Here’s yet another case of trying to solve a problem the lack of integrity of a few people by setting up useless, mandatory mechanisms that won’t solve the original problem (aforementioned lack of integrity). In this case it’s the military’s response to the cover-up of Pat Tillman’s death by friendly fire.

An op-ed by a retired general in the New York Times notes:

Sadly, Corporal Tillman’s death comes with another unhappy legacy: a ludicrous change in the Army regulation that deals with reporting casualties. With this change, the Army now requires a formal, independent investigation into the death of every American in a hostile area.

f this provision had been in place when we began our operations in Iraq and Afghanistan, there would have been about 3,700 investigations by now. The American losses in Vietnam would have required more than 58,000 inquiries. And if the regulation had existed in World War II, we would have conducted 400,000 investigations, requiring perhaps as many investigating officers as we now have troops in Iraq.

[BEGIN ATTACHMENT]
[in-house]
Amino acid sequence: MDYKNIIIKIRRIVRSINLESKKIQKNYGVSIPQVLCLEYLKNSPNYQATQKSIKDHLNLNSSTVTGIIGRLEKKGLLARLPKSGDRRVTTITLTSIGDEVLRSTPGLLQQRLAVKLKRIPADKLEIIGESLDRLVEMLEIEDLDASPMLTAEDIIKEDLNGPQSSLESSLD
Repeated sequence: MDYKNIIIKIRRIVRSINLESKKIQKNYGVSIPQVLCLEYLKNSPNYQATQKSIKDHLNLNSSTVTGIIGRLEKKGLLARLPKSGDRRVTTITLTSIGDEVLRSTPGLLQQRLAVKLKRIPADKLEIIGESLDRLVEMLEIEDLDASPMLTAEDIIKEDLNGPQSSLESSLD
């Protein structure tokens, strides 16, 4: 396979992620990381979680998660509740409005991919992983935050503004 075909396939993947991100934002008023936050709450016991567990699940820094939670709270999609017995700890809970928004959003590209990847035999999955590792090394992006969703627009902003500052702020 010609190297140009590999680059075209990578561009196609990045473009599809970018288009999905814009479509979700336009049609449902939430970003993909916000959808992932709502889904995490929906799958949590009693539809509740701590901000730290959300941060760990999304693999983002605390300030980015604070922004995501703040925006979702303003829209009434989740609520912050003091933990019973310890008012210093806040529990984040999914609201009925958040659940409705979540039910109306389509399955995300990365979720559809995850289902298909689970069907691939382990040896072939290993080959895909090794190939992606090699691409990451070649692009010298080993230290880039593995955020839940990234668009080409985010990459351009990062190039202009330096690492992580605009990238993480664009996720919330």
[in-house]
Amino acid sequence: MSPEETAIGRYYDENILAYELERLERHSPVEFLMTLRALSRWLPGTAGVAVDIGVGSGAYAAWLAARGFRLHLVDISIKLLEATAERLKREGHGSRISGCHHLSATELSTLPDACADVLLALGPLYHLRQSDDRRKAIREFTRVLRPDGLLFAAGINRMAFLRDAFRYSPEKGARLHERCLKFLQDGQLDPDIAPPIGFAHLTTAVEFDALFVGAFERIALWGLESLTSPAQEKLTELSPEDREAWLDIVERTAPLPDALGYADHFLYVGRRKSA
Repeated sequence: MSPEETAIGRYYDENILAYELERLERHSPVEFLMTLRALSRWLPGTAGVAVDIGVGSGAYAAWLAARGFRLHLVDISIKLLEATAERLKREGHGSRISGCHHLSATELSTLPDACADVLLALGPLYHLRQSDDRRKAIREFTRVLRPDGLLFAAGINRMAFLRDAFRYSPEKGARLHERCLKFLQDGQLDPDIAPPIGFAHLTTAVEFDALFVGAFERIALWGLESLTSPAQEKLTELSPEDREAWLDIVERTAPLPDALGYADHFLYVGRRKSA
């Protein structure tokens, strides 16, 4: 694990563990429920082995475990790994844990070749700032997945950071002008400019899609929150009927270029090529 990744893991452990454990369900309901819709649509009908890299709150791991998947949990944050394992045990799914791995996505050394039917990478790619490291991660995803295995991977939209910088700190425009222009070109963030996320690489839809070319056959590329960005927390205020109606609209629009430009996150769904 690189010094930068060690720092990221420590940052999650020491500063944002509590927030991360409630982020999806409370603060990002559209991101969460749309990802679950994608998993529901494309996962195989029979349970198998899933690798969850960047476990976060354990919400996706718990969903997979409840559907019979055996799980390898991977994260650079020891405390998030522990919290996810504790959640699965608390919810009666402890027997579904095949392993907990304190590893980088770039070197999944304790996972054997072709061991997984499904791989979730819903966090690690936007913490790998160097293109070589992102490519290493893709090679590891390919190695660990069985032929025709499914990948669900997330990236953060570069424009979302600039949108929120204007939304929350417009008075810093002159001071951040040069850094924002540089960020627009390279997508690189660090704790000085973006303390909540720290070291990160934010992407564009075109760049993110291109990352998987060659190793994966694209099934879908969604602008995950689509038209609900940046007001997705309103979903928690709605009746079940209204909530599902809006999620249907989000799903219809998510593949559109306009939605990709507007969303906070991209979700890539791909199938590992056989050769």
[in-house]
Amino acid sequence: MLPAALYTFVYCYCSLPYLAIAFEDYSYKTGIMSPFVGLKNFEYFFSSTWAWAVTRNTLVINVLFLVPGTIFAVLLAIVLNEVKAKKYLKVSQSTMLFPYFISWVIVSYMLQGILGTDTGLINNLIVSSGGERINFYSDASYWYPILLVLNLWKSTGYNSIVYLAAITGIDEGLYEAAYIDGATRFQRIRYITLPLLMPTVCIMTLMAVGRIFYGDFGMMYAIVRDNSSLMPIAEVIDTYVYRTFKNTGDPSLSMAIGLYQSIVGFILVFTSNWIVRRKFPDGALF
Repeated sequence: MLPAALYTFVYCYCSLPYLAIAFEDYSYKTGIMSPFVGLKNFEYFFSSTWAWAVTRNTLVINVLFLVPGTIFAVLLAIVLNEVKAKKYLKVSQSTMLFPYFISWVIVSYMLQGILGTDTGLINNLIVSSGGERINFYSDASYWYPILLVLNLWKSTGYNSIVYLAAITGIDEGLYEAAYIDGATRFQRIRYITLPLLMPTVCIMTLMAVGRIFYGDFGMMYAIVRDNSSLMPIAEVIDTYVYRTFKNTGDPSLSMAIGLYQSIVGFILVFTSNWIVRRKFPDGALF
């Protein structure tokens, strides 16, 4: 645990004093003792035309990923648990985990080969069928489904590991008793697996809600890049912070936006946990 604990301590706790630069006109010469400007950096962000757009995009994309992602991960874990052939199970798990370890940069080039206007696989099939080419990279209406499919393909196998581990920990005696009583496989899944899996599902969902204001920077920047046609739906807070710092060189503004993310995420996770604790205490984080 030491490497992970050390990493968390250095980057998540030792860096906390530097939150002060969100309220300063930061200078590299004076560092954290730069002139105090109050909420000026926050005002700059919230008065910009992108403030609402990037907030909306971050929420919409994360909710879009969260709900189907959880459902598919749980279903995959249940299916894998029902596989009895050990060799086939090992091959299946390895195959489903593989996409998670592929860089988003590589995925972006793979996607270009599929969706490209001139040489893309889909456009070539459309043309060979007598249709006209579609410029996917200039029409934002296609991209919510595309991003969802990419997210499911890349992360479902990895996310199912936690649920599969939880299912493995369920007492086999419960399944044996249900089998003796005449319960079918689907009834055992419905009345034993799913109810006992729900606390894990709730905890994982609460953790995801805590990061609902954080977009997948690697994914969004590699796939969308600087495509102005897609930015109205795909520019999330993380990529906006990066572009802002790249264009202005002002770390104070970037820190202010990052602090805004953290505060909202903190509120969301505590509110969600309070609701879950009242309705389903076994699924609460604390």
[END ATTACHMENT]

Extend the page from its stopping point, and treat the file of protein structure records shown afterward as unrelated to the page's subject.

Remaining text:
In theory, the rule sounds commendable. Life is precious, and if one is cut short in combat then we owe the soldier and his family as full a report as possible. Having experienced more than enough combat, I understand this sentiment. Unfortunately, I don’t think it’s the motivating force behind the revised regulation. In my view, the provision is there for one reason and one reason alone: to put in place a protocol to prevent commanders from lying about the cause of their soldiers’ deaths.

What’s the problem with that? Well, it’s beyond insidious because it is an admission that the Army has determined it can’t trust anyone in the combat chain of command and that the actions of General Kensinger are the rule, not the exception, and that this kind of malfeasance among soldiers is expected to be so common that it requires regular policing. This is a catastrophic message to be sending our military, in large measure because it is wrong.

In many walks of life, legislating against unacceptable behavior is used as a barrier against potential misdeeds, but in most cases such laws and rules are really just substitutes for good leadership.  It will also be almost impossible (make that impossible) to conduct any meaningful investigation of every death in combat. Read the whole piece.